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Signs of Spring on Vancouver Island's west coast

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Signs of Spring on Vancouver Island's west coast

Postby Tofinofish » Thu Mar 13, 2008 6:35 pm

Signs of Spring in Tofino and Ucluelet B.C.


After a winter that didn’t batter us nearly as hard as last year on Vancouver Island’s west coast, the signs of spring are showing in a number of ways.
We know that during this time of year, the overall temperature and weather conditions start to show a marked improvement than the “Storm Watching” months of November thru February. I often see a few different indicators within the local landscape that remind me of Chinook Salmon feeding and growing not to far outside of the Tofino Harbour, as well as spring run Steelhead entering local rivers chrome bright and ready to spawn along with their summer and winter run cousins from the same family of Rainbow Trout.
One obvious indicator for Chinook Salmon at this time of the year is the recent Herring spawn in local inlets, most often near Hot Springs Cove at the mouth of Sidney Inlet. Hungry Chinook Salmon follow the Herring into the inlets during January, and play the chase and feed game until mid to late February when the Herring normally spawn along the rocky shores and Kelp beds. This event is an amazing spectacle of nature, with most forms of local Marine mammals and Birds getting in on the festivities. From below, the Chinook Salmon, Orca Whales, Sea Lions and Sea Birds will push schools of Herring near the surface where the Gulls and Eagles are anxiously awaiting there lunch to boil to the surface. During this time, often the hierarchy of the food chain is prevalent, as the whales will consume Salmon and Sea Lions (though not close to enough of them), while the Sea Lions will consume the Salmon and so on…..
After the Herring spawn finishes, Chinook Salmon will again follow the masses of these baitfish back out to the outer coastline, where they resume the feeding ritual on various other species like the Pacific Sand lance, Pilchard and Anchovy.
Around this same time, the temperature promotes budding in the trees and plants, and encourages a common spring time plant that I personally use as one of my main natural indicators. The Skunk Cabbage (Lysichiton Americanus) is a smelly plant that grows in swampy or wet wooded areas. The appearance is far better than the smell, and I am always happy to see this bright yellow and green plant, as it is a timely indicator for me to get ready for the spring times best action for Chinook Salmon, Halibut and my personal favourite, Steelhead.
Over the years of fishing many remote and not so remote river systems on Vancouver Island, I have always found that when the Skunk Cabbage sprouts out of the moist soil, and really starts to get the pungent aroma, it is prime time for my favourite fishery of the year. The progressive increase in water and air temperature during this time, encourages spring runs of Steelhead to enter various rivers along the coast, and makes for very enjoyable fishing conditions. I find these Steelhead unique in comparison to most others throughout the year. It is not because they are easier to catch, and definitely not due to their overall numbers, as they can be sparse at best. There is something to be said about an anadromous fish that waits for the ideal timing of water flow and temperature to enter the river system, ripe with Eggs or Milt, and wearing a coat of ocean bright chrome. They can travel many miles upstream overnight to find their natal spawning beds, and do their deed of nature. Often they will spend a few days to mend after spawning, when these “Kelts” will migrate out to sea, back to the challenges and dangers of the open ocean for another year. It is during this ocean survival regime that they have to pass their lives most rigorous tests, hopefully allowing them a return to the spawning beds once again. I am always amazed to catch and release these powerful Silver Bullets, still adorned with natural lice from the sea, already spawned out and heading back downstream. I suppose that this amazing and unique spawning cycle has helped ensure future returns, as most other Steelhead will hold for many months in-stream prior to spawning.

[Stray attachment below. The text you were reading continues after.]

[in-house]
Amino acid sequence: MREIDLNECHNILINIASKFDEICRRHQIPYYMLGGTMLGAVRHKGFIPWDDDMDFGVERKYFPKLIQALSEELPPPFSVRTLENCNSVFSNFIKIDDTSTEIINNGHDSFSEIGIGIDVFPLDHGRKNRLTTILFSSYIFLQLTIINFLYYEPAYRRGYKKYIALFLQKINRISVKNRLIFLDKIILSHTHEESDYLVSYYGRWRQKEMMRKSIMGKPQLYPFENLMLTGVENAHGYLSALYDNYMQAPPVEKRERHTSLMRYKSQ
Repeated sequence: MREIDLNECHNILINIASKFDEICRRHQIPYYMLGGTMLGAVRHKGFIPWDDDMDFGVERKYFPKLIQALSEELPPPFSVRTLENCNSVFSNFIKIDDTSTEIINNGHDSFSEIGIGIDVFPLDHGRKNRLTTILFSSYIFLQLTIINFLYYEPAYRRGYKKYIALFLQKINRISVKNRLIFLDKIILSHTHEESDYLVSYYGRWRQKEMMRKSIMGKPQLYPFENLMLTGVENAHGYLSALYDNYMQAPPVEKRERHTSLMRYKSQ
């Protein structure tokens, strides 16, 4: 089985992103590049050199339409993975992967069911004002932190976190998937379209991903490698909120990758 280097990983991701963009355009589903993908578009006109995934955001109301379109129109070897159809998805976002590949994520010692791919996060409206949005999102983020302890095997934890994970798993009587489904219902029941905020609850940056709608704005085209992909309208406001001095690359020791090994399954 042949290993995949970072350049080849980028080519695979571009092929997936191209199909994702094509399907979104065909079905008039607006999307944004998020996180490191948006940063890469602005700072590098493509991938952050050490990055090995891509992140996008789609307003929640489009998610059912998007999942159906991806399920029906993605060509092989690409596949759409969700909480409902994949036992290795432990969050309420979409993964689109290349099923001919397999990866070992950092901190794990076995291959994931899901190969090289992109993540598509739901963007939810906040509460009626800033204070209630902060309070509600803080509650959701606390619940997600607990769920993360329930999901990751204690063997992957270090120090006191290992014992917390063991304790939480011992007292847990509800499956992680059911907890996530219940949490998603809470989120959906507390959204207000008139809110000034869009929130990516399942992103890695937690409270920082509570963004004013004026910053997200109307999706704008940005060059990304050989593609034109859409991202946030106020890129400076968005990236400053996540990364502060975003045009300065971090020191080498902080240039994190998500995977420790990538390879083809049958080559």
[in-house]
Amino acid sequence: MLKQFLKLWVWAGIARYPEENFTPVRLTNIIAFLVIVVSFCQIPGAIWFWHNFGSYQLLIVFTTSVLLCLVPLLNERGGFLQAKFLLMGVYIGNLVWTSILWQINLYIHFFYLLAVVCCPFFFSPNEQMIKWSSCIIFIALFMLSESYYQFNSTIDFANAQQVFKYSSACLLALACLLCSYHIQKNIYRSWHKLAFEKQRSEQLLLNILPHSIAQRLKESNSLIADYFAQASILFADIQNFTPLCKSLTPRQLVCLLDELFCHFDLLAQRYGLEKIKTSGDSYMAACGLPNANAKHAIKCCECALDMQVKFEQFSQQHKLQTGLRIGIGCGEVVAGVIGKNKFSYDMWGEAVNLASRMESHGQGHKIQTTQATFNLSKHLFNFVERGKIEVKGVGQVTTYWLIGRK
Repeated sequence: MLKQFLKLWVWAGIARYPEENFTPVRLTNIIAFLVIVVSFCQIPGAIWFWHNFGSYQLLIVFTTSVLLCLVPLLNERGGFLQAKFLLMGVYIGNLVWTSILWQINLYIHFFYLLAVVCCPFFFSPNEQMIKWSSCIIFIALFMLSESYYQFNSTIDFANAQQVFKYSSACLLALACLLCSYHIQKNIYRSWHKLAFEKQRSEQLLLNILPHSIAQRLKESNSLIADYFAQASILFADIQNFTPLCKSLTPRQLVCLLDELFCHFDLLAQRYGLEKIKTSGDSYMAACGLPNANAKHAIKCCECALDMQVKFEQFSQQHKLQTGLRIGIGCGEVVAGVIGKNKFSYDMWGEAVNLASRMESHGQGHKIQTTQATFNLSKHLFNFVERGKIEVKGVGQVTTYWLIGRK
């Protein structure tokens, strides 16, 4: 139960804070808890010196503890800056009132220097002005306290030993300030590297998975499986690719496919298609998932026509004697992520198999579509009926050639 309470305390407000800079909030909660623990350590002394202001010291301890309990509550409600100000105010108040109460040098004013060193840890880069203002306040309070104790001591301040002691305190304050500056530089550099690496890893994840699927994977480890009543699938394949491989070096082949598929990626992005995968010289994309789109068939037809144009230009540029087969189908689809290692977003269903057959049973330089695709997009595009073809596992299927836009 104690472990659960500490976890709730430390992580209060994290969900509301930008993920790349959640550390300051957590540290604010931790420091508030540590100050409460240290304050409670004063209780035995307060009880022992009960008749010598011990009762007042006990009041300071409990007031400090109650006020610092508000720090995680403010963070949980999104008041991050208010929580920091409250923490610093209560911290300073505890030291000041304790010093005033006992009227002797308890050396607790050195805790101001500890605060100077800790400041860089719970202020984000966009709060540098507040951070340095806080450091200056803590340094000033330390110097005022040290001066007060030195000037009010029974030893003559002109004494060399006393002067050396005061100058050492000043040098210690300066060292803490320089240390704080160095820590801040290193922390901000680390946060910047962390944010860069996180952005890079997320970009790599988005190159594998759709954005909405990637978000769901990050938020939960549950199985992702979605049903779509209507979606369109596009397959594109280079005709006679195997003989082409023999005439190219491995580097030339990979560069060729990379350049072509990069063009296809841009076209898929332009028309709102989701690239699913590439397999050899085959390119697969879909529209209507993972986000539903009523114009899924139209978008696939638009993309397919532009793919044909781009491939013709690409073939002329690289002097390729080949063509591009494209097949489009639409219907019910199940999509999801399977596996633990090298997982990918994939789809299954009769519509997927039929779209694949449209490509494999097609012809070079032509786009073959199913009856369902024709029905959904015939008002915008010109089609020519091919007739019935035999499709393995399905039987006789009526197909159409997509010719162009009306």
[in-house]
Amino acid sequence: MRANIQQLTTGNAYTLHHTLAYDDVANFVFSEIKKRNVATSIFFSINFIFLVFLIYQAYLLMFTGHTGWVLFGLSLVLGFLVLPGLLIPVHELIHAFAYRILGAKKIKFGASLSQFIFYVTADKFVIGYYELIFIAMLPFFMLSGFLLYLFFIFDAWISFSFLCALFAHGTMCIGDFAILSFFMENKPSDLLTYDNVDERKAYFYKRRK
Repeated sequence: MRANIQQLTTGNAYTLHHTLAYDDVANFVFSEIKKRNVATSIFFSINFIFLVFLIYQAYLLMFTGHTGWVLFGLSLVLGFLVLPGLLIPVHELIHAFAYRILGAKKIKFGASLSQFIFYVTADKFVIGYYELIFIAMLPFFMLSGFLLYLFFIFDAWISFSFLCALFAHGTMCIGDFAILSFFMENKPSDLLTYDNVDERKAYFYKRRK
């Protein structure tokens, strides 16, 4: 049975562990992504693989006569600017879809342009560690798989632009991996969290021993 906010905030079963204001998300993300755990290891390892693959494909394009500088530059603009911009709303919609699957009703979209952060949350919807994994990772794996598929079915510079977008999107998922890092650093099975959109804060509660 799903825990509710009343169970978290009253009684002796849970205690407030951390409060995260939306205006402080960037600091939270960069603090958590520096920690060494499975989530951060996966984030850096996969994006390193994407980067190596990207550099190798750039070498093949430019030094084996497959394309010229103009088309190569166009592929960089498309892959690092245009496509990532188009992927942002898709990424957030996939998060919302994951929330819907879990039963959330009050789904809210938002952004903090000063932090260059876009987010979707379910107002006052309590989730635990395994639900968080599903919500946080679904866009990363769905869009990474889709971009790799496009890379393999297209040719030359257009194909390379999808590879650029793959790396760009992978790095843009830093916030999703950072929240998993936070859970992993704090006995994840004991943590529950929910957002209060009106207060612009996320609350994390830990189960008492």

I would assume that whether you are an angler or not, there is a sign of spring that often brings a smile to your face or provides good thoughts of an outdoor opportunity, one of many that we are fortunate to have on Vancouver Island.
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Tofinofish
Swabbie
Swabbie
 
Posts: 15
Joined: Wed Feb 08, 2006 3:19 am
Location: Tofino, Vancouver Island B.C.

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